Wednesday, December 21, 2016

16 Tips For Keeping Your Pets Safe On New Year’s Eve

Just because New Year’s Eve means a fun party for you, your family and friends, the extra company, loud music and laughter, and subsequent neighborhood fireworks can prove stressful and fear-inducing for your pets.

Help your cats and dogs stay safe and relaxed during the holiday parties by following some of our tips listed below.

1. Keep your pets inside! Many animals find that fireworks, crowds of people and the sounds of partying can be overwhelming, leaving them anxious and frightened. If your dog or cat prefers to spend time indoors quietly playing couch potato, allow her to stay at home on New Year’s Eve where she feels safe.

2. If you must take your pet outside, keep her securely leashed or confined in a crate. Some animals are curious and may want to get at the crowds or the source of the noise. Others will run away from strange people and loud booming sounds. If your dog or cat doesn’t have a secure harness and you think she might easily slip out of a collar and leash, it is probably best she be left safe at home.

3. If you’re travelling, partying away from home and your pet must come with you, find a “safe place” for your animal away from strangers, loud music and chaotic festivities.

4. Make sure your pet is unable to partake of any liquor-soaked foods or sip any type of leftover alcoholic beverages. According to the Pet Poison Helpline, alcohol can be toxic to both dogs and cats resulting in symptoms such as drooling, dry heaves or vomiting, distended abdomen, low blood pressure, weakness and collapse, and possible coma and death. See your vet immediately if you suspect your animal has ingested any kind of alcohol.

5. Watch out for fatty foods (ham, beef and chicken fat and bones, for example) that your furry companion can mistake for an especially tasty treat. Fatty foods can create digestive problems for your pet causing her to suffer from vomiting, diarrhea and bloating. Additionally, when torn apart by teeth, cooked bones have been known to result in torn intestinal, stomach and esophageal tissues. Bones can also get stuck around the teeth and jaws, in the esophagus, stomach and intestines and end in blockages that need surgical intervention to save the life of your animal.

6. Beware of New Year’s decorations, including all of those shiny streamers, noisemakers, bright balloons, and crinkly tinsel. Animals use their mouths and tongues to examine strange new objects and it is too easy and too inviting to swallow those items causing the same kinds of digestive issues noted with bones.

7. Keep your pets’ microchips and vaccination tags up-to-date. Parties mean doors getting opened a lot. Even if you’ve thoughtfully hung a sign on your bedroom door saying ‘Do Not Open,’ or if you have your pets safely contained in a crate inside the bedroom, accidents happen. Make sure your pet ID tags and microchip information has your current address and phone numbers.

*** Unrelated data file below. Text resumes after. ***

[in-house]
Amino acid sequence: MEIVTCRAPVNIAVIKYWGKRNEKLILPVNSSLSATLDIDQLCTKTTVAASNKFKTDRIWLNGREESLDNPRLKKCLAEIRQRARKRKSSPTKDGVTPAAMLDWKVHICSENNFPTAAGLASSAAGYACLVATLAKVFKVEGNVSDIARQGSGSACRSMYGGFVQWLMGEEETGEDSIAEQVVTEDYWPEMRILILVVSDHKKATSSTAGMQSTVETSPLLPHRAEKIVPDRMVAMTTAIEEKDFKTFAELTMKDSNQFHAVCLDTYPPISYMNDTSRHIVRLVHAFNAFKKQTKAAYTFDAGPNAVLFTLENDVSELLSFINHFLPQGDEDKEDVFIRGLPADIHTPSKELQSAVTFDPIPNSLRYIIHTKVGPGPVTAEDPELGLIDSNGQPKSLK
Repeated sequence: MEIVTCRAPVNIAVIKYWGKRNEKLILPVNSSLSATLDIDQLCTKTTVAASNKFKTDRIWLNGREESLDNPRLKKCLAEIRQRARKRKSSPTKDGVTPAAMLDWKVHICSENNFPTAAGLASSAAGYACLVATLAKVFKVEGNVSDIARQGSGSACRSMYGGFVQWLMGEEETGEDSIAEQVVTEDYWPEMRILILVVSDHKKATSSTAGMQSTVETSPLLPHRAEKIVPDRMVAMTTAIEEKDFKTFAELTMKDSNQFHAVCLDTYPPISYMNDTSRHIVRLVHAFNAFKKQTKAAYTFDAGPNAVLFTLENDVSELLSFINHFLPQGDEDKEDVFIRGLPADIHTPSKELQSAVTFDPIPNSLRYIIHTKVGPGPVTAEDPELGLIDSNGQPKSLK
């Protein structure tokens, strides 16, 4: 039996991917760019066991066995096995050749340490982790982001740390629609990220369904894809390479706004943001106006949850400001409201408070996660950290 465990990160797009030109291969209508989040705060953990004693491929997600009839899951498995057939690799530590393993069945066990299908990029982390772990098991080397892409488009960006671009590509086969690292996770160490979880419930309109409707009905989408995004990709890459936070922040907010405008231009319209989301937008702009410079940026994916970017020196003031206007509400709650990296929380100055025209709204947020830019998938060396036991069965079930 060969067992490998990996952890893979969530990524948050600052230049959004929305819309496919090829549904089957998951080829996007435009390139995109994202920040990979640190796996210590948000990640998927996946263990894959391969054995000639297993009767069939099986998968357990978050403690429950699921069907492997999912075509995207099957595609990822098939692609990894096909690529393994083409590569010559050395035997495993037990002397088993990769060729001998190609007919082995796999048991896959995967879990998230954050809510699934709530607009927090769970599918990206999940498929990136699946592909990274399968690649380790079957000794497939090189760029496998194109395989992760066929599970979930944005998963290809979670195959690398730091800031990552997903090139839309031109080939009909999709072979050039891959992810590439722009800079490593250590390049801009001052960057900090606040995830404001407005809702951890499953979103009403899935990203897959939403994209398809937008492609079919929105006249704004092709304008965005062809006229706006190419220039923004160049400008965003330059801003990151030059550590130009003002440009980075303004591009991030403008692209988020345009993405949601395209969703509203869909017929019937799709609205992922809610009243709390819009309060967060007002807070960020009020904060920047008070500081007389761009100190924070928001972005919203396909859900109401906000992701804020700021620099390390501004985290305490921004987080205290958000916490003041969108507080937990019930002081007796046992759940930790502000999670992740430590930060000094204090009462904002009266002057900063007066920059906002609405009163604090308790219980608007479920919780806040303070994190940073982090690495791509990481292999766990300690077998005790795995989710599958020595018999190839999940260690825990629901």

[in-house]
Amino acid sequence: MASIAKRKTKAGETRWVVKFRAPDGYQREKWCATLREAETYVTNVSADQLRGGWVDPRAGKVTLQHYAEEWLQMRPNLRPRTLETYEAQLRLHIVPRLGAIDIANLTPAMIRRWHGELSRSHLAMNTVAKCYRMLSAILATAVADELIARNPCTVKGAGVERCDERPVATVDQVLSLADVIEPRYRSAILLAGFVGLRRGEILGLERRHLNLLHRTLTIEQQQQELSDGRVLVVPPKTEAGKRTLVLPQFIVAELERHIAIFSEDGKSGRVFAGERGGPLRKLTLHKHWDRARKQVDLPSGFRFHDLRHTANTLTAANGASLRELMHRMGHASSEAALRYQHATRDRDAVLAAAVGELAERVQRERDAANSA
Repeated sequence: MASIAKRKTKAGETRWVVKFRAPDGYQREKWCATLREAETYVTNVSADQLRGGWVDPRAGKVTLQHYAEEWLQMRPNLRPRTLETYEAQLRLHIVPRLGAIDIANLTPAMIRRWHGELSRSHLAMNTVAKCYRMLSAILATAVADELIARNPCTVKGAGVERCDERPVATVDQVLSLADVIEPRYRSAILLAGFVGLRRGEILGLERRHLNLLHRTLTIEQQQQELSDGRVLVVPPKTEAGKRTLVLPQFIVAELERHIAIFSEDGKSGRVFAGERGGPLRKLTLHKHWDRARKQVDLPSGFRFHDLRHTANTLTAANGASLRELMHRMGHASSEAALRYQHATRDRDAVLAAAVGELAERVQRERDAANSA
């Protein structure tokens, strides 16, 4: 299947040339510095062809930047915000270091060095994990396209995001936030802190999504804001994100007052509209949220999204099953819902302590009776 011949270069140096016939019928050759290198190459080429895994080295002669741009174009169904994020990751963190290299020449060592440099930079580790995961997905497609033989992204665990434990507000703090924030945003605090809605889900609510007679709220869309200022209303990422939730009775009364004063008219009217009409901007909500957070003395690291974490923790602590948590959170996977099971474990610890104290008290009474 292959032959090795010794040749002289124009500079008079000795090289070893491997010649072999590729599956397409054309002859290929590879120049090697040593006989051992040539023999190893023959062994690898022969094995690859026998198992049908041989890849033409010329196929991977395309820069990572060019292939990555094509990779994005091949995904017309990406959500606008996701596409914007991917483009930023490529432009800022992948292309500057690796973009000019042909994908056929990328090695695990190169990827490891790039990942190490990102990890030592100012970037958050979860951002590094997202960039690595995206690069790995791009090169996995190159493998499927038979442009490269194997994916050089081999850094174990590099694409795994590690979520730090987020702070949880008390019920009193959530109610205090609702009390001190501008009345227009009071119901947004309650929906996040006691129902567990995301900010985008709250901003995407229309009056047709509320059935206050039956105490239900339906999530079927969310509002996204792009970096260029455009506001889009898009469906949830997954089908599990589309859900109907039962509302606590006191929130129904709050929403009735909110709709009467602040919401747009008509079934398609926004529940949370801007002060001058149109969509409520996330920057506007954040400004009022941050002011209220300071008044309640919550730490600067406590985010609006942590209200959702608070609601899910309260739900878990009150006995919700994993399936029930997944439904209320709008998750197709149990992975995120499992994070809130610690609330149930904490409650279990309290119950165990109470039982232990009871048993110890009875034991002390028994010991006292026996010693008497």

8. Keep your animal to her usual feeding, sleeping and elimination schedule. The more closely she adheres to a regular timetable, the less likely she is to feel anxious.

9. Use holistic calming therapies for your pets. Lemon balm, chamomile, lavender, and valerian are natural herbs that can be safely added to your pet’s meals to relax the nerves and allow your pet to feel more tranquil. The Thundershirt ® and Dog Appeasing Pheromones (DAP) have been shown to calm anxious dogs. Feliway® diffusers, similar to DAP, contain synthetic cat pheromones that communicate to your cat in her language and reassure your pet that all is well in her world.

10. Talk to your veterinarian about giving your pet anti-anxiety medications during the holiday. There are several different types of drugs available for animals. Benzodiazepines (usually Valium®) are fast-acting and can be used on an as-needed basis, or combined with longer-acting drugs for a quicker response and when a little more help is needed. There are also over-the-counter meds (particularly diphenhydramine, or Benadryl®) that can be effective. Please note: Do NOT attempt to dose your pet with any type of medication without first consulting with your vet.

11. Exercise or play with your dog or cat during the day to release any excess energy and help her remain calm after dark. The extra workout can also help your pet rest easier and fall asleep faster.

12. House your pet in a quiet room away from the partygoers. Parties can cause excess stress, which could induce accidents, and less than positive behavior that can harm your pet and your belongings. If your cat or dog is more comfortable – or feels safer – in her crate, allow her to spend the evening resting with her toys, games or other distractions. Make sure your pet has free choice water and your cat access to a litter box during her stay in the kennel.